TGVN. More than 10 Korean companies in China are not interested in returning to Korea due to high domestic labor costs. Instead, Southeast Asia, especially Vietnam, is chosen as the ideal destination.
According to Bloomberg , the Covid-19 translation and the US-China trade war have caused Korean businesses to worry about the over-reliance on supply chains in China. Therefore, the government of this country is trying to support businesses to return home but are facing many challenges.
According to the Korea Institute of Industrial Economics and Trade, only about 80 out of the thousands of companies affiliated with China announced that they would return their production lines to the country. Even after the Korean government extended its subsidy policy back to the IT and services industries earlier this year, the attractiveness did not seem to increase much.
This means that Korea is missing out on opportunities to bring jobs home, strengthen supply chains during a pandemic and maintain a competitive edge in production. Instead, statistics show that Korean businesses seek to move factories to Southeast Asia, especially Vietnam.
Researcher Bae Ho-young of the Federation of Small and Medium Enterprises (Seoul, Korea) said that the barriers in Korea are “too high”. This is due to the rigid labor market, the high cost of labor, and complex environmental regulations, he said.
According to a Bae survey from June to July 2020, more than 10 Korean companies in China are not interested in returning. South Korean President Moon Jae-in is still pushing to increase minimum wages, reduce working hours and increase hiring. However, this policy was criticized by many people for causing business costs to increase.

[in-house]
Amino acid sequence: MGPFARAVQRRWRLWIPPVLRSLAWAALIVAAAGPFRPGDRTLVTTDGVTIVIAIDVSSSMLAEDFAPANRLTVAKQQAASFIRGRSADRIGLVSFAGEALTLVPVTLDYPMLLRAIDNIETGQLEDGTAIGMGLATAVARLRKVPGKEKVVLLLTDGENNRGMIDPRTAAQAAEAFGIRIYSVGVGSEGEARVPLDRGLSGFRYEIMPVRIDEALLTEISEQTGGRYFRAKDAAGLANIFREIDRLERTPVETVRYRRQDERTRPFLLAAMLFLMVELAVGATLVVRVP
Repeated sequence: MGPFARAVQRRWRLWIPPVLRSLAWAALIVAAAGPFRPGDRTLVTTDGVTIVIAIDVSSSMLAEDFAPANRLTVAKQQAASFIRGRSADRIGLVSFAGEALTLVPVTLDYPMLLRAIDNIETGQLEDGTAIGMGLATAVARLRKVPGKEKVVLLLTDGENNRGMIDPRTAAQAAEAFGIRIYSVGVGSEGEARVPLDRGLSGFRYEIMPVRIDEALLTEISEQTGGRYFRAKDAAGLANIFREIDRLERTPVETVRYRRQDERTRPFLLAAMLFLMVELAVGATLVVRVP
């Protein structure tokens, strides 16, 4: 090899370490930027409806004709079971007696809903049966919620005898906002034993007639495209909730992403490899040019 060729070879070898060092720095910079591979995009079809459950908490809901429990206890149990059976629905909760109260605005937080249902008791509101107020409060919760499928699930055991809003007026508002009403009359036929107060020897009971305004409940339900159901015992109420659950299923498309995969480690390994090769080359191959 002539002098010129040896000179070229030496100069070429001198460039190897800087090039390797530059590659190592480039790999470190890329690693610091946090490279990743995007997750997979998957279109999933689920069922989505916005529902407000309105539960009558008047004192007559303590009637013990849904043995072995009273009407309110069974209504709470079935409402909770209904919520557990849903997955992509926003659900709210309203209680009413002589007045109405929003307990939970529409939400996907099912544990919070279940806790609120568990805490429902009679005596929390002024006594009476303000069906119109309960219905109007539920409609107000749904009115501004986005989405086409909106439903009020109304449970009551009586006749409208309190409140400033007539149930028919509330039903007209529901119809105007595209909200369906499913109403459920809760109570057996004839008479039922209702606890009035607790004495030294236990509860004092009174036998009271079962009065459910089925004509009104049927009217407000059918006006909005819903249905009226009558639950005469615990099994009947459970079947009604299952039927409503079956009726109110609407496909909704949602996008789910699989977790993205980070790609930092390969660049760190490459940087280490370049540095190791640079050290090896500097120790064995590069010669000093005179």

Higher minimum wages, shorter working hours and increased hiring regulations are all factors that increase the cost of doing business in Korea.
The average monthly salary of factory workers in Korea is $ 3,405 in 2019, according to data from the International Labor Organization (ILO). This figure is 13 times higher than the figure of Vietnam in 2018 and 4 times higher than that of China in 2016.
“Korea is still an expensive production site, especially for exports,” said Sung Won Sohn, professor of economics at Loyola Marymount University. “During the pandemic, Korean companies must stay in China or Southeast Asia to maintain a competitive advantage and preserve market share globally.”
According to the Export-Import Bank of Korea, since 2000, 23,492 Korean companies have established operations in China. This number only peaked in China in 2006 and has fallen by nearly 500 per year since 2018.
Samsung Electronics is one of the major Korean companies that is increasing its presence in Southeast Asia and other regions, while reducing production in China. The group expands smartphone manufacturing plants in Vietnam and India, and closes some lines of consumer equipment in China.
Hyundai Motor is also increasing production in Vietnam and stopping production lines in Beijing.
“Smaller businesses tend to go to the countries where the big company went,” said Bill Lee, an analyst at Samil PricewaterhouseCoopers. He helped many suppliers for Samsung and Hyundai liquidate their assets in China before moving production out of the country.